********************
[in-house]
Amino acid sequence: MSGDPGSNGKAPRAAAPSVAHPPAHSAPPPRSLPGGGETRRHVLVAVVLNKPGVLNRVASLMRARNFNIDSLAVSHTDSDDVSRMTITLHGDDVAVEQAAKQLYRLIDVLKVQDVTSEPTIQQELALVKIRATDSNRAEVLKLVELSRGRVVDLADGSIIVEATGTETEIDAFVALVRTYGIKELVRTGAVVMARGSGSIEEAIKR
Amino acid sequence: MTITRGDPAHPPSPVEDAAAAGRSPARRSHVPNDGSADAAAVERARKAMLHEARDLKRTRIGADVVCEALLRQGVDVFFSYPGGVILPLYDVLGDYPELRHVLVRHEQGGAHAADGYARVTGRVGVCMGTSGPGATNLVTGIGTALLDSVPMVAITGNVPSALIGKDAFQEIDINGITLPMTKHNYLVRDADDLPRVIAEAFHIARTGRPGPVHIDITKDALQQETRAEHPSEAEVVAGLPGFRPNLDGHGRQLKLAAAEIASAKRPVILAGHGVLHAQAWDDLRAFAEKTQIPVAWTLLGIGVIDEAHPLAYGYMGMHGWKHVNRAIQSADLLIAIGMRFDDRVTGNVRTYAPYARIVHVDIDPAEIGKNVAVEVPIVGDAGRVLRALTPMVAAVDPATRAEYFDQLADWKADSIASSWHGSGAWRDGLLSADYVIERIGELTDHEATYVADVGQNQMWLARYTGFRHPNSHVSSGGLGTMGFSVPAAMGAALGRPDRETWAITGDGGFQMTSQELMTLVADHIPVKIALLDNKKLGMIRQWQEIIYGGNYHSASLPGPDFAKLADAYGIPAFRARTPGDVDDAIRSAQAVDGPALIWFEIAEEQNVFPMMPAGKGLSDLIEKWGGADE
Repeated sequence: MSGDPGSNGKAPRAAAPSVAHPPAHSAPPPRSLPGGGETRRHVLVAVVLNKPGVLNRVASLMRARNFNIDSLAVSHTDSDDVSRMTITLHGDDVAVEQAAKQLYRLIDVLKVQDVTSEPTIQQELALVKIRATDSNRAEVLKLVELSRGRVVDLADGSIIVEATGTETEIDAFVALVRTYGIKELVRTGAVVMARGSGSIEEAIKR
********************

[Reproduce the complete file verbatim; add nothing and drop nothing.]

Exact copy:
[in-house]
Amino acid sequence: MSGDPGSNGKAPRAAAPSVAHPPAHSAPPPRSLPGGGETRRHVLVAVVLNKPGVLNRVASLMRARNFNIDSLAVSHTDSDDVSRMTITLHGDDVAVEQAAKQLYRLIDVLKVQDVTSEPTIQQELALVKIRATDSNRAEVLKLVELSRGRVVDLADGSIIVEATGTETEIDAFVALVRTYGIKELVRTGAVVMARGSGSIEEAIKR
Amino acid sequence: MTITRGDPAHPPSPVEDAAAAGRSPARRSHVPNDGSADAAAVERARKAMLHEARDLKRTRIGADVVCEALLRQGVDVFFSYPGGVILPLYDVLGDYPELRHVLVRHEQGGAHAADGYARVTGRVGVCMGTSGPGATNLVTGIGTALLDSVPMVAITGNVPSALIGKDAFQEIDINGITLPMTKHNYLVRDADDLPRVIAEAFHIARTGRPGPVHIDITKDALQQETRAEHPSEAEVVAGLPGFRPNLDGHGRQLKLAAAEIASAKRPVILAGHGVLHAQAWDDLRAFAEKTQIPVAWTLLGIGVIDEAHPLAYGYMGMHGWKHVNRAIQSADLLIAIGMRFDDRVTGNVRTYAPYARIVHVDIDPAEIGKNVAVEVPIVGDAGRVLRALTPMVAAVDPATRAEYFDQLADWKADSIASSWHGSGAWRDGLLSADYVIERIGELTDHEATYVADVGQNQMWLARYTGFRHPNSHVSSGGLGTMGFSVPAAMGAALGRPDRETWAITGDGGFQMTSQELMTLVADHIPVKIALLDNKKLGMIRQWQEIIYGGNYHSASLPGPDFAKLADAYGIPAFRARTPGDVDDAIRSAQAVDGPALIWFEIAEEQNVFPMMPAGKGLSDLIEKWGGADE
Repeated sequence: MSGDPGSNGKAPRAAAPSVAHPPAHSAPPPRSLPGGGETRRHVLVAVVLNKPGVLNRVASLMRARNFNIDSLAVSHTDSDDVSRMTITLHGDDVAVEQAAKQLYRLIDVLKVQDVTSEPTIQQELALVKIRATDSNRAEVLKLVELSRGRVVDLADGSIIVEATGTETEIDAFVALVRTYGIKELVRTGAVVMARGSGSIEEAIKR